Choose your markers carefully! (for scatter plots, that is)


There are many quotes with words of wisdom to help you live your life. But sometimes one quote seems to contradict another. For example, "Don't sweat the small stuff." ... and "The devil is in the details." When it comes to creating graphs (and perhaps living my life in general), I tend to lean towards the second quote. This will probably be evident when you see my advice on choosing scatter plot markers. :-)

But before we get started on the scatter plot markers, how about some fun advice on a different kind of markers - magic markers. Choosing the right magic markers can also be very important. If you want to create a sign/poster that might get some rain on it, you should use permanent markers. But if you've got kids ... well, you might want to consider markers with water-based ink! Here's a picture of my friend Holly's daughter, that really brings home this point, LOL!

Now that you're smiling, let's work on those scatter plot markers. With SAS/Graph Proc GPlot, the default plot marker is a '+'. This usually works OK, but sometimes I find that data values in plots tend to "line up" (with several markers having the same x-values, or the same y-values), and when that happens, the '+' markers can merge together and form what looks like a line with several marks across it. Here's an example:

In cases like this, I would recommend using an 'x' marker instead:

Another marker shape commonly used in scatter plots is a solid-filled dot. This usually works well ... except when the markers are are so close that they merge together or overlap.

In situations like that, I recommend using circles, rather than a dots.

Sometimes when the data points are packed very densely, even small dots are too big, and merge together into a blob.

In situations like this, I would recommend using point markers, rather than dot markers. A point is the smallest marker available in SAS/Graph.

Another issue to consider when choosing plot markers is mouse-over text. Some types of markers work better than others. For example, font-based plot markers can be problematic when used with mouse-over text, because font-based markers always use a rectangular area for their mouse-over text (even though the marker is not rectangular), and the rectangular area usually extends out much farther than the visible marker. If two markers are near each other, the rectangular area for the mouse-over text for one marker might extend over the other marker - then when you mouse over it you can see the wrong value. This can be very misleading and compromise the data integrity of the graph. Here is an example (note that the mouse-over for the pink box should be 'a', but the rectangular mouse-over area for the purple diamond 'c' is showing up). Click here to see the interactive graph, and try out the mouse-overs.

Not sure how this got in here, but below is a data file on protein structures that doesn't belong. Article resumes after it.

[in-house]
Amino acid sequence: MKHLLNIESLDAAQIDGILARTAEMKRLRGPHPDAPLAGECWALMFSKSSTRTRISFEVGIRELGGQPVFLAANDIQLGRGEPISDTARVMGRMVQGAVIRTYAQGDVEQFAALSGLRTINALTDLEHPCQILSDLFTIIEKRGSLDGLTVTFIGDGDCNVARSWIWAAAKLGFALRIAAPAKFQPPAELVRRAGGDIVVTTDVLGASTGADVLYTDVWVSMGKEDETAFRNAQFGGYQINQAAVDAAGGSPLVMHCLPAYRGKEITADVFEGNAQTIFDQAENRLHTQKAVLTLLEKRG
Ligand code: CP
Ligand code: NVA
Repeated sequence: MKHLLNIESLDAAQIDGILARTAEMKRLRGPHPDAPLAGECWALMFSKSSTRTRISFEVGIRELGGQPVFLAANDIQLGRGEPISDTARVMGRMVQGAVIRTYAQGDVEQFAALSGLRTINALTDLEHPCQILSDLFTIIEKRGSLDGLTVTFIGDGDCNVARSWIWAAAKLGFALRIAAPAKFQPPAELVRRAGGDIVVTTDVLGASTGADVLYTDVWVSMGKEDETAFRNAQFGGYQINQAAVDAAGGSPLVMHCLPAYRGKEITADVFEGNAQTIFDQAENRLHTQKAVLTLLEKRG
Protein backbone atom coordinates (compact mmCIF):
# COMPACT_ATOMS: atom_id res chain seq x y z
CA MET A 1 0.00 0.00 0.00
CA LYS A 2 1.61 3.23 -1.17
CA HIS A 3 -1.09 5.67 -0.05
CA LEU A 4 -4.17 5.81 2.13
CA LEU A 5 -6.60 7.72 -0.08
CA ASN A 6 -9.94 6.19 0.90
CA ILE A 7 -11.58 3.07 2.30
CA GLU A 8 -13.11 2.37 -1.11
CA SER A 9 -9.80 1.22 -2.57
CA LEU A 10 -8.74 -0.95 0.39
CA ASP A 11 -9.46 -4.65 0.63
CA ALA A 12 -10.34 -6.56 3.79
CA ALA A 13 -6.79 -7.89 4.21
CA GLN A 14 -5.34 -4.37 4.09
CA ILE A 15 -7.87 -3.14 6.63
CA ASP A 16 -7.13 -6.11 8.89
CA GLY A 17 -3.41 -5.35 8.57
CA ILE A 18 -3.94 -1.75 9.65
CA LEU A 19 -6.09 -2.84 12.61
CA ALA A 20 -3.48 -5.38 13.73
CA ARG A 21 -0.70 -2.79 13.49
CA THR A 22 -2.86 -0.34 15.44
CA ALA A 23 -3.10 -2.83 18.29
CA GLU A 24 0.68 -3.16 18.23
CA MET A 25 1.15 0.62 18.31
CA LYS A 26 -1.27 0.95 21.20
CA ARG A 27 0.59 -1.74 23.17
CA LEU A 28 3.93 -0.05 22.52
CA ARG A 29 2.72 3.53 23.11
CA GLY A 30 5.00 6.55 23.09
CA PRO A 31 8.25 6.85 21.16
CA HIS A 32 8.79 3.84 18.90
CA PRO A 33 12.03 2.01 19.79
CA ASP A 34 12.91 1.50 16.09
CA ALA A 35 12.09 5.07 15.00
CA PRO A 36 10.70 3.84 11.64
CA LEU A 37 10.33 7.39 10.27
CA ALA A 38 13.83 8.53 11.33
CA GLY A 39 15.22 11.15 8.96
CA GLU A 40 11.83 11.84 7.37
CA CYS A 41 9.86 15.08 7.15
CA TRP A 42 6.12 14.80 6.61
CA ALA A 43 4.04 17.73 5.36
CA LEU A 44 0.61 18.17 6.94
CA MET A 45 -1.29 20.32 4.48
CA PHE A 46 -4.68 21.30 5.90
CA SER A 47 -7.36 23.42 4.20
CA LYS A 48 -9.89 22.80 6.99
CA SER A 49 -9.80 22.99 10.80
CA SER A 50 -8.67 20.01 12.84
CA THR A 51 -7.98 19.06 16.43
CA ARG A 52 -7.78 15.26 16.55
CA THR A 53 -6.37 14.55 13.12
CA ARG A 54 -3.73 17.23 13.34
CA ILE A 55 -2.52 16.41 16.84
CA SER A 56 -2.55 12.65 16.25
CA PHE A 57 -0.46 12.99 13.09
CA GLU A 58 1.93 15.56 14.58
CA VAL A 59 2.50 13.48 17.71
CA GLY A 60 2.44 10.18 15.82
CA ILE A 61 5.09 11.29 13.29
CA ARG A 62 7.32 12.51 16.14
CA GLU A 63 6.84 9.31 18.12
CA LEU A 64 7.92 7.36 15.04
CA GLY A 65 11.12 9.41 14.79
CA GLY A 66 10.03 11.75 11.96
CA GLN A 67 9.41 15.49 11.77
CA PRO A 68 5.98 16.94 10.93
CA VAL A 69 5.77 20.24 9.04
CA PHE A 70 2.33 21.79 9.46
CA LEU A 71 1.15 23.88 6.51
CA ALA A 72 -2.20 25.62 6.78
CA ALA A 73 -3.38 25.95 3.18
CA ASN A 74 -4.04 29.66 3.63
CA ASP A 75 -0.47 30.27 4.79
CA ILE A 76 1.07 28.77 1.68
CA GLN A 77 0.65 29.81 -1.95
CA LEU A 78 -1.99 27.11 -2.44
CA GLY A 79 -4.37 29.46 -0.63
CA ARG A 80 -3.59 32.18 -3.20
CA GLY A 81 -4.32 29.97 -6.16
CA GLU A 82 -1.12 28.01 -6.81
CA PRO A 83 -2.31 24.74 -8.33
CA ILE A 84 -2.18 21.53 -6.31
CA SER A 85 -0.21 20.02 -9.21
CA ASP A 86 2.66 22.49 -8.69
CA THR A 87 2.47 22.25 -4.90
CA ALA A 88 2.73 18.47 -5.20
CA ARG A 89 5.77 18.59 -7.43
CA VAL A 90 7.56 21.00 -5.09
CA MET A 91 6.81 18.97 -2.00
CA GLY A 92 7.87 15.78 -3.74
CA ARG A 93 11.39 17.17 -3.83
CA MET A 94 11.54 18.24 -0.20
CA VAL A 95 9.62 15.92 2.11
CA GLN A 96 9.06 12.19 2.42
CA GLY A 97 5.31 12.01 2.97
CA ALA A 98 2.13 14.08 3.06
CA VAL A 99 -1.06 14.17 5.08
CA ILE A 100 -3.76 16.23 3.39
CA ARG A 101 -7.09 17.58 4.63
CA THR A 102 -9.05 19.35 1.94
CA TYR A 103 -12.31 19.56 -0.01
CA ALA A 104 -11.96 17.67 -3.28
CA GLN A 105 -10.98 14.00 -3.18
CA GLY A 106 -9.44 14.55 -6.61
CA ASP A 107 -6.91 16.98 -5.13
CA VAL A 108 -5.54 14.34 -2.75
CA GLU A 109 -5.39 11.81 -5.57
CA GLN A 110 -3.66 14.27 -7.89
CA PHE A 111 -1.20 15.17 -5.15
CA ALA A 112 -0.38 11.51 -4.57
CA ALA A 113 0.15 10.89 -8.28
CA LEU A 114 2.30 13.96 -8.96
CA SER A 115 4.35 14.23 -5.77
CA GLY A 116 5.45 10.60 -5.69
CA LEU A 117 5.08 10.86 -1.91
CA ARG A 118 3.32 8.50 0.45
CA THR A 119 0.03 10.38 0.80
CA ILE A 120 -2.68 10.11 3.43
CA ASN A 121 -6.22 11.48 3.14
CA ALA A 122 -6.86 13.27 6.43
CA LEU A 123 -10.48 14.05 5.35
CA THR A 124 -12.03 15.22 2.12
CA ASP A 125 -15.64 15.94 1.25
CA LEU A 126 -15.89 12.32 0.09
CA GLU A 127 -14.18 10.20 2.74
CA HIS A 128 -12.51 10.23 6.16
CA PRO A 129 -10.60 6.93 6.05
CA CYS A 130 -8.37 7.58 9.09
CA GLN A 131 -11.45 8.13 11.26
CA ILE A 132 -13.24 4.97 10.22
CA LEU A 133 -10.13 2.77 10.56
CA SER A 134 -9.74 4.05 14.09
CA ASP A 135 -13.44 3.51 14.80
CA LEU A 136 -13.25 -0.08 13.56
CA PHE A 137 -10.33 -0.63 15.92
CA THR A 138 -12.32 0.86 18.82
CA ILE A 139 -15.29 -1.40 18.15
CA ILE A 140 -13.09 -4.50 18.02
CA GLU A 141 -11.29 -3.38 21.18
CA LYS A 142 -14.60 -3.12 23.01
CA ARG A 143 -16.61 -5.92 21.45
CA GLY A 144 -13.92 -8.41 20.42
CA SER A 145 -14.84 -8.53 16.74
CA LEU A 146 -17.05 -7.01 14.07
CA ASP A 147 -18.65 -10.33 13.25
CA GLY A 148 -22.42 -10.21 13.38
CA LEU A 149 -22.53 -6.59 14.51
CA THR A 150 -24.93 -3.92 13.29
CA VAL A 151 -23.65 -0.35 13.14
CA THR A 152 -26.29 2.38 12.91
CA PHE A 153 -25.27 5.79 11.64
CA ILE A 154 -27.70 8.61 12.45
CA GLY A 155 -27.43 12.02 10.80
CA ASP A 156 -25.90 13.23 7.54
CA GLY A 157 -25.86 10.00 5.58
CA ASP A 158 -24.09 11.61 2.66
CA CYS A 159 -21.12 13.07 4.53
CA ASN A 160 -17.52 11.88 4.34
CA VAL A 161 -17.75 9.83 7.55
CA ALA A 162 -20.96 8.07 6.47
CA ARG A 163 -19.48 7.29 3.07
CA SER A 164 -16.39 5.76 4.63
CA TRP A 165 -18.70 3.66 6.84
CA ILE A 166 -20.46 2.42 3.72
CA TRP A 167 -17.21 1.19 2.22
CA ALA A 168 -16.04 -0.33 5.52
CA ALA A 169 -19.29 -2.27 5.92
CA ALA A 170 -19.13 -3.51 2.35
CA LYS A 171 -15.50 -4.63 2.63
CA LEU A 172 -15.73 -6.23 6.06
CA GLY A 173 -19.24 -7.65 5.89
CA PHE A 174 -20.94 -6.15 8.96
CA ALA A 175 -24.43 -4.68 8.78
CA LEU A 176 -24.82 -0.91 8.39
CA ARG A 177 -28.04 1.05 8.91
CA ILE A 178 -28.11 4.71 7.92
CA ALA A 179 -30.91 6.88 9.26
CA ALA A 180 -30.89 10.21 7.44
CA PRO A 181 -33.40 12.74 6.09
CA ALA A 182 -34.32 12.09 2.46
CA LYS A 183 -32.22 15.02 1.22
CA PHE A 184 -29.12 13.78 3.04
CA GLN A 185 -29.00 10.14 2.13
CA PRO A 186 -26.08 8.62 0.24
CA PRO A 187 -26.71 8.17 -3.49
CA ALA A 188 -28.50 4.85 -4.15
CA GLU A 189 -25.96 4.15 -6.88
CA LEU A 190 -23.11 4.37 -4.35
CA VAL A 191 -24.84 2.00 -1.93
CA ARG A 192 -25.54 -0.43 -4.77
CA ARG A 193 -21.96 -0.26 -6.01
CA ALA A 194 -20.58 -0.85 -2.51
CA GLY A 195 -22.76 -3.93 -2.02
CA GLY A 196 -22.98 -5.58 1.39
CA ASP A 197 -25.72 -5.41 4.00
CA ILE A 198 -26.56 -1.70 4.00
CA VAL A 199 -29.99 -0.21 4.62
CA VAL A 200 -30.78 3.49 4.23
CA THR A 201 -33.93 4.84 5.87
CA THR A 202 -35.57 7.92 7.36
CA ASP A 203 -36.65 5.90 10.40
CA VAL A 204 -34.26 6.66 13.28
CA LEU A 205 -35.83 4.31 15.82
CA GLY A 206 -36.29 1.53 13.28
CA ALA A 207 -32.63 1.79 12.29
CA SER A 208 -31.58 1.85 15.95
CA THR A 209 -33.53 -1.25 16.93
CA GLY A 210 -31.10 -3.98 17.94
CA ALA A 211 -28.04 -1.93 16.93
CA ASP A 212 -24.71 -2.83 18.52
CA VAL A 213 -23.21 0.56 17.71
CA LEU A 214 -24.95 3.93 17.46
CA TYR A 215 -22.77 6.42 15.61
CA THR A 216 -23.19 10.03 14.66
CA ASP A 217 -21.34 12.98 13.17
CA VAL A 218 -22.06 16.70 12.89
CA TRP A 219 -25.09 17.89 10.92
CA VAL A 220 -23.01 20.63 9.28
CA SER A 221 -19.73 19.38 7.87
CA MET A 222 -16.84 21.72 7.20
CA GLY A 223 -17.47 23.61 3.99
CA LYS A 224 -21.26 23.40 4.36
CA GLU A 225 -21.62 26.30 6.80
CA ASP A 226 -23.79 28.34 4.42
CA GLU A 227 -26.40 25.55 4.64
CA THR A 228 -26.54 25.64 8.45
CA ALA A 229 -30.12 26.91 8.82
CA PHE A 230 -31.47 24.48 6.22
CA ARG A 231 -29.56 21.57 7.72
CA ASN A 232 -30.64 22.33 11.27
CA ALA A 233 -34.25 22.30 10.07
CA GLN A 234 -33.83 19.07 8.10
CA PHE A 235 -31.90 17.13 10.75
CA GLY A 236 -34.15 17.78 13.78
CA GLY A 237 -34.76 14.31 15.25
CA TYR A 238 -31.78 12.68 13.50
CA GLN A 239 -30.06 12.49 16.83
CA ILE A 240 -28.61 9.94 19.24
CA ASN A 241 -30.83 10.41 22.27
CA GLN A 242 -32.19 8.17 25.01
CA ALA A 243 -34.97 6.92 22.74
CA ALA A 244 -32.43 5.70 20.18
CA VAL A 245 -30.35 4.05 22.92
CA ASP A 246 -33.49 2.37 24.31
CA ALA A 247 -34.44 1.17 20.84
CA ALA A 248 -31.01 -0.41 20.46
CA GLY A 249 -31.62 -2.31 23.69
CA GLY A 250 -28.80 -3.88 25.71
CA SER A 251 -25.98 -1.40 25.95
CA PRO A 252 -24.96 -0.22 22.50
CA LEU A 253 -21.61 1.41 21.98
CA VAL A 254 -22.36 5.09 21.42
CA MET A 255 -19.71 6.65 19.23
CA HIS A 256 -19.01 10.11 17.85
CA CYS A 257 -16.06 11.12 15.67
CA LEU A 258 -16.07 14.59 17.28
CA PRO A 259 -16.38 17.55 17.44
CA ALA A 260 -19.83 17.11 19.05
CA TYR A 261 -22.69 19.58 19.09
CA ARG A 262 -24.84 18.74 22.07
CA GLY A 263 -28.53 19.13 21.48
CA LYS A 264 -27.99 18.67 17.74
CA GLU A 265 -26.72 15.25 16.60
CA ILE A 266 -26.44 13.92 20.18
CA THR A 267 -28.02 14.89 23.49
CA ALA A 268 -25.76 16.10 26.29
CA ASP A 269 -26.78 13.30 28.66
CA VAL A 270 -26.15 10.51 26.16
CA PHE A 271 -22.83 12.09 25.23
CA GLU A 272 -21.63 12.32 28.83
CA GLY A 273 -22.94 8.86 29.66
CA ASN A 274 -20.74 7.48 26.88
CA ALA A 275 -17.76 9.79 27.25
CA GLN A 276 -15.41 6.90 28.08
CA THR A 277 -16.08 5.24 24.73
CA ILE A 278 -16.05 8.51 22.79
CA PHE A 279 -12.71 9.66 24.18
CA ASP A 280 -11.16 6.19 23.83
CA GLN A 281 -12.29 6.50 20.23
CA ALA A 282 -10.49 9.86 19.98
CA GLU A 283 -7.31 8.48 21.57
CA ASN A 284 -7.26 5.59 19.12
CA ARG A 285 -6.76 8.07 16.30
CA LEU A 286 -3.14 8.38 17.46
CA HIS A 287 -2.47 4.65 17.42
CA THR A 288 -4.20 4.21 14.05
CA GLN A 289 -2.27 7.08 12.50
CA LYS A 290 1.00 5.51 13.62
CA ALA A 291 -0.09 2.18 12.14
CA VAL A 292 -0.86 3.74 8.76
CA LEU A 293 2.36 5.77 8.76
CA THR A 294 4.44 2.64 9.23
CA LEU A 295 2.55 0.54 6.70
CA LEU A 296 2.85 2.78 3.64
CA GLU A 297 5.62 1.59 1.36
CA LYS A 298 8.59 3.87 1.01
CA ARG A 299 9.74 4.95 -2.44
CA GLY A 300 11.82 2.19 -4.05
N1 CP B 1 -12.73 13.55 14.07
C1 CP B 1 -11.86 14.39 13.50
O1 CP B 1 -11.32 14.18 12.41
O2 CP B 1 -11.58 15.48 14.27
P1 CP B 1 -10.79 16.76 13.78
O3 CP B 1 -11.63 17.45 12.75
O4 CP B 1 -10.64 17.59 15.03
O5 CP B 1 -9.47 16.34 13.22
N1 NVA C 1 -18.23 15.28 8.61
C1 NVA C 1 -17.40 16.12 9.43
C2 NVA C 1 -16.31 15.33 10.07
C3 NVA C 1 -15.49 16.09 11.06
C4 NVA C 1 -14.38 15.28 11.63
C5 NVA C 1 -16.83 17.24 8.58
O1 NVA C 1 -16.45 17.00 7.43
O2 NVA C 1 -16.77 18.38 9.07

When you use the SAS/Graph markers shapes (rather than font-based marker shapes), the mouse-over areas follow the shape of the markers, rather than being rectangular. Now when I hover my mouse over the pink triangle, the mouse-over text says 'a' like it should. Click here to see the interactive graph, and try out the mouse-overs.

Here's a link to the SAS code I used to create these examples, if you'd like to experiment with it.

If you have any additional marker-tips you'd like to share, feel free to add them in the comments...



About Author

Robert Allison

The Graph Guy!

Robert has worked at SAS for over a quarter century, and his specialty is customizing graphs and maps - adding those little extra touches that help them answer your questions at a glance. His educational background is in Computer Science, and he holds a BS, MS, and PhD from NC State University.

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  1. LeRoy Bessler on

    If using markers of multiple colors, it's necessary to make them big enough if you want viewers to be able to reliably distinguish the colors.

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